Look at it this way. I think The royalties are for use of the name and such.  I imagine Foxconn uses the Qualcomm name in marketing or viewing, sensitive company information and such  I.e. "We are a proud licensed manufacturer of Qualcomm this or Qualcomm that, or I think Qualcomm forces them to pay for this right. 

    Either that or Apple is splitting the royalties costs among itself and Its suppliers so as to not have to pay the full cost in exchange for letting them make money off building Apple products... 


    edited May 2017
  • Reply 6 of 12
    Rayz2016 said:
    I have trouble understanding how this is supposed to work. 

    They charge Pegatron for using their tech when making devices for Apple. 
    So what is Apple being charged for if the don't manufacture devices themselves?

    I have no idea what the agreements said, but it looks to me like they can charge Apple or charge Pegatron, but I don't see how they can charge both companies for making the same unit. 



    I believe that it works like this:
    Apple contracts w/ Pegatron parts @ a certain cost. Pegatron pays Qualcomm the FRAND costs, which cuts into their profits................ but, Apple reimburses them. 
    Now that Apple is disputing the charges & refusing to pay; they're informing their suppliers to not pay, because (obviously) then Qualcomm would get the money, Apple would have to refuse to pay Pegatron (who is NOT accused of any wrongdoing, & it would be a kerfuffle.

  • Reply 7 of 12
    davidwdavidw Posts: 910member
    tshapi said:
    Look at it this way. I think The royalties are for use of the name and such.  I imagine Foxconn uses the Qualcomm name in marketing or viewing, sensitive company information and such  I.e. "We are a proud licensed manufacturer of Qualcomm this or Qualcomm that, or I think Qualcomm forces them to pay for this right. 

    Either that or Apple is splitting the royalties costs among itself and Its suppliers so as to not have to pay the full cost in exchange for letting them make money off building Apple products...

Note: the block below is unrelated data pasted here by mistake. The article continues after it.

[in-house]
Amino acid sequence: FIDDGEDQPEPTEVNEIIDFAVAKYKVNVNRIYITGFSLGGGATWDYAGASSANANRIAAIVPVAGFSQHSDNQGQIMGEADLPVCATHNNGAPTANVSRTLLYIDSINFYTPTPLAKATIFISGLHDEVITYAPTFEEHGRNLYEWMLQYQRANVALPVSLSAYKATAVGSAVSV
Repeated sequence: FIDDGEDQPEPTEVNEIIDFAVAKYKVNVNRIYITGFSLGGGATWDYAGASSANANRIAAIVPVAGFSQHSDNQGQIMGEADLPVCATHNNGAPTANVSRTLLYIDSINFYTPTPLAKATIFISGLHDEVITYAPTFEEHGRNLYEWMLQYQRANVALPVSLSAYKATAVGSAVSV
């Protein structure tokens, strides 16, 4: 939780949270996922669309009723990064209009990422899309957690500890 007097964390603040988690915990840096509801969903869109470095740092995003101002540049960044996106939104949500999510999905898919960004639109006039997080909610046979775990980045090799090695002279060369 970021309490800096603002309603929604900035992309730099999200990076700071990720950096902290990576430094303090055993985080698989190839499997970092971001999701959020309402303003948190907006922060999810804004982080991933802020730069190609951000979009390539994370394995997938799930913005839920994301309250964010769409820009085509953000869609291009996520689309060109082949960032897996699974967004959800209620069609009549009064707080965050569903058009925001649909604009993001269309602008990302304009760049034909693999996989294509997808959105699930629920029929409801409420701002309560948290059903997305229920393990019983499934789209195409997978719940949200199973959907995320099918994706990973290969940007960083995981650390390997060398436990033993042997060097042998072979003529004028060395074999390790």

It's more like Apple was paying both royalties. One to license the chip that their manufacturers put in Apple devices and one based on the price of the final product for using the technology in the chip. Apple was compensating Qualcomm for Apple manufacturers use of the chip. I think this was what the rebate was about. Qualcomm would give Apple a rebate for their cost in compensating manufacturers royalties. Not sure if the rebate was for the full cost or just a portion. But Qualcomm withheld the rebate due to Apple because of Apple's part in S.Korea suit against Qualcomm. Qualcomm lost close to $1B in that suit. So it withheld $1B worth of rebate it owed to Apple, claiming Apple broke some sort of agreement.

    Qualcomm is now going after Apple's manufacturers because Apple is no longer paying Qualcomm any royalties and thus no longer compensating the cost of the chip that manufacturers are installing into Apple products. Apple is telling their manufacturers not to pay. 

    There're actually 2 part to the suit against Qualcomm by Apple. One for the $1B in rebate that Qualcomm failed to pay Apple and one for abusing licensing under FRAND.
    jbdragon
  • Reply 8 of 12
    lkrupplkrupp Posts: 5,644member
    This makes Qualcomm look like a cornered rat wildly lashing out in all directions.
    longpathmobius
  • Reply 9 of 12
    sdw2001sdw2001 Posts: 16,853member
    Rayz2016 said:
    I have trouble understanding how this is supposed to work. 

    They charge Pegatron for using their tech when making devices for Apple. 
    So what is Apple being charged for if the don't manufacture devices themselves?

    I have no idea what the agreements said, but it looks to me like they can charge Apple or charge Pegatron, but I don't see how they can charge both companies for making the same unit. 



    Qualcomm charges Pegatron (for example) for using Qualcomm's tech when making Apple products.  

    Apple then reimburses Pegatron under the terms of an agreement between all parties (or separate agreements).  

    That means Apple ultimately pays Qualcomm for licensing. What Apple is saying is that Qualcomm is overcharging.  Apple finally decided to withhold its reimbursement to companies like Pegatron, and instructed them not to pay Qualcomm's fees anymore.  Apple is also suing Qualcomm over the issue, and Qualcomm is countersuing both Apple and the manufacturers (partially to force them to pay no matter what Apple says).   
    tycho_macuser
  • Reply 10 of 12
    tzeshantzeshan Posts: 1,591member
    I don't understand.  Qualcomm is an Apple suppler because Apple buys the chip from Qualcomm.  So Apple already paid Qualcomm for using its chip.  Right? How could Apple charge additional royalties from Apple and its suppliers?  Is it because the chip has many functionalities, the user needs to pay royalties according to the functionalities it uses? 
  • Reply 11 of 12
    mcdavemcdave Posts: 787member
    What's the caption?

    "You'll never be able to afford one of these"
  • Reply 12 of 12
    bestkeptsecretbestkeptsecret Posts: 2,524member
    mcdave said:
    What's the caption?

    "You'll never be able to afford one of these"

    You think she'd have the balls to say that to Tim Cook?